‘No, don’t you dare! You are embarrassing me,’ squeals Mandy. Nicky throws a friendly wicked smile at Mandy and continues.

‘That means she got taken on top of a burlap bale,’ we see Mandy’s face turning water melon red.

‘Ouch, that’s got to scratch your sweet little booty good!’ It’s Christine again.

And while we are trying to imagine Mandy getting burlaped, the girls break out in a roaring chorus of a laughter, joined by Leisha and Ken, and then also by us while poor Mandy tries to hide her still reddening face behind the shield of her hands. The rest continue with how about, and throw at us some more Bootling slangs, such as Bucky Walter, Horn of Zeese, and Bal Gorms.  They mean public telephone, cup of coffee and good food.  And not to forget Madge and Moldunes meaning a whore and big boobs. Madge because in the days past, a woman called Madge ran the local bordello. Moldunes comes from the early Hippies that had migrated to the region and their women let their pendulums hang out and down – braless. There’s a story behind all of them and there even exists a book or two to keep the lore alive.  While we’re all having lots of laughs interspersed with different Pinots,  Sally somehow seems withdrawn, lost and a bit out of it. She is directly in the line of my vision and I can’t help but notice and observe the sadness settling on her face.

‘Poor Sally here, she’s sad tonight.  She just broke up with her boyfriend of  two years.’ Interjects Mandy, probably to shift the attention from her being blanketed on the burlap. But realizing that perhaps she has touched upon a raw nerve, the girls switch back to talking about their wines.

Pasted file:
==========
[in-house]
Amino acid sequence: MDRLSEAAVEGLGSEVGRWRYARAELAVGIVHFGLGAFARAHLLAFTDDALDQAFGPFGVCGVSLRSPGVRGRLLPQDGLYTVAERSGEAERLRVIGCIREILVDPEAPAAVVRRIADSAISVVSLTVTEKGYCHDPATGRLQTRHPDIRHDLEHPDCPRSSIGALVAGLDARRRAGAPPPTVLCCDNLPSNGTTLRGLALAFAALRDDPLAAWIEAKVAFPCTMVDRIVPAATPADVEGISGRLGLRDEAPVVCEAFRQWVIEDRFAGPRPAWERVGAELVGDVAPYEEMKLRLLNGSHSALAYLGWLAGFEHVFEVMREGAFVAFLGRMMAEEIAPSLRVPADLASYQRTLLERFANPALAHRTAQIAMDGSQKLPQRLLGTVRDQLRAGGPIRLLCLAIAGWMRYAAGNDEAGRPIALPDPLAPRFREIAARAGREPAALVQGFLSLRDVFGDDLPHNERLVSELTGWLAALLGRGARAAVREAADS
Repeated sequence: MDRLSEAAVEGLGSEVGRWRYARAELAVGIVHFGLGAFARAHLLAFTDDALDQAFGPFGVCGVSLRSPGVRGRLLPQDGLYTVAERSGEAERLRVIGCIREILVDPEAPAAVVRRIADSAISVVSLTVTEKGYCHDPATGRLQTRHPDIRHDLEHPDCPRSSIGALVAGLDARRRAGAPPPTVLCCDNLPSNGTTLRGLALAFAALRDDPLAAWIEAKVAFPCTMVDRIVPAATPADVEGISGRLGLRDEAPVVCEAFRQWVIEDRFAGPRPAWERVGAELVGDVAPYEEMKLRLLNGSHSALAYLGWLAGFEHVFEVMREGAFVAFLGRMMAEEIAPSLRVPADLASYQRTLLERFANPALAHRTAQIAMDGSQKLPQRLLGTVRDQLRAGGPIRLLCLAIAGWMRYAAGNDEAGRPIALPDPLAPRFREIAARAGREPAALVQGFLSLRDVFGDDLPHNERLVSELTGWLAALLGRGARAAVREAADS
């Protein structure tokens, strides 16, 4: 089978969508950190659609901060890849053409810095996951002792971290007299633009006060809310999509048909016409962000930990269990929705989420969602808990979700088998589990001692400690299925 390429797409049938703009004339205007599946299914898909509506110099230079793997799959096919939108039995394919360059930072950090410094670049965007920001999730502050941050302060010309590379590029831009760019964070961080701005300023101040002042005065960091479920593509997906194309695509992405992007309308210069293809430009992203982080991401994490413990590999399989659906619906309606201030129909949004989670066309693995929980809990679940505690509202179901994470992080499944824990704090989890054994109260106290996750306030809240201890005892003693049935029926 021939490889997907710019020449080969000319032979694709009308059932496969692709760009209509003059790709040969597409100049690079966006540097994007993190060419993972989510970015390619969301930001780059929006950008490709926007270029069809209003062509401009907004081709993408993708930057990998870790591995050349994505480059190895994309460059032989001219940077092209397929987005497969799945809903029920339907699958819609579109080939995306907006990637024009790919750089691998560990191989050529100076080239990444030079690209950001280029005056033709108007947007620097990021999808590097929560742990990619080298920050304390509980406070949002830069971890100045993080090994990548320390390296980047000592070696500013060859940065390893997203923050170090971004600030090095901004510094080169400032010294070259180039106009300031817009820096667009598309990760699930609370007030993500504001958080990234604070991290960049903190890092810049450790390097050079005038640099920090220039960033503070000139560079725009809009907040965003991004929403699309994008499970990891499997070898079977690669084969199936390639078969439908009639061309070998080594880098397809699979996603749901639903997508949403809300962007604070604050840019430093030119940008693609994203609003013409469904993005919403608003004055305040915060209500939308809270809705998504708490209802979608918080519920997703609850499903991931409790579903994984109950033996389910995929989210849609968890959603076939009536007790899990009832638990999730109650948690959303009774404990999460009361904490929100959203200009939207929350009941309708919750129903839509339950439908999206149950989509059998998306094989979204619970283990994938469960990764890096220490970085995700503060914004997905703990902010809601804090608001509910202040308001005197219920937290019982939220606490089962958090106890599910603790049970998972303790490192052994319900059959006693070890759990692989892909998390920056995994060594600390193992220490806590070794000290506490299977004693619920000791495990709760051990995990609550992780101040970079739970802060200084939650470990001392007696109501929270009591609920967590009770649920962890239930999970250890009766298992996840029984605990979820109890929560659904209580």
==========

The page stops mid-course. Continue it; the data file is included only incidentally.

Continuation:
While I am busy conversing with Leisha, who’s sitting next to me, my attention keeps drifting to the sad face of Sally.  She is the runt of the group, perhaps even youngest and wears shorter hair that hugs closer to her neck. She has been quiet all evening long. She looks so sad that I feel she may just break down and cry. The passive pain of her face  makes you want to caress and comfort her. I see her excusing herself and slowly walking out of the restaurant.

‘She probably needs a smoke and wants to be alone for a while,’ says Christine. I wonder about Sally all alone outside the restaurant, smoking. Something draws me to her and I find excusing myself to go to the john and than casually step outside in the open. Sure enough, she is smoking, leaning against the hood of one of the parked pick-up-trucks.

‘Are you okay?’

‘Yes. Just needed bit of fresh air.’

We engage in small talk. I ask her discreet questions about her break up. She gives me a feeling of being welcoming to have someone to talk with. The night is crisp and clear, the stars are bright and the mountain air is refreshing. Our subdued voices waft in the air like mellow musical notes. The stray light illuminates and deepens the sadness of her face. Us both leaning on the hood, seem to have slid closer. A sweet whiff of her perfume and her gentle breathing feel somehow intimate. I imagine her face tilting and resting over my shoulder, sliding down and buried in my chest. Out lips are so close, fluttering.  We’re at that certain now or never moment of either sealing or quelling of our suddenly awakened ardor.

And then I think of Susan, two thousand miles and two time zones away in Chicago, probably sitting in front of a television.  We’ve now been together for more than two years. Something similar must have been going through Sally’s mind as well. We consciously and slowly retract and step back.

‘It was wonderful meeting and talking to you. Hope you write a nice article about the Pinots.’

I wait until the taillight of her pick-up disappears in the downhill slope.

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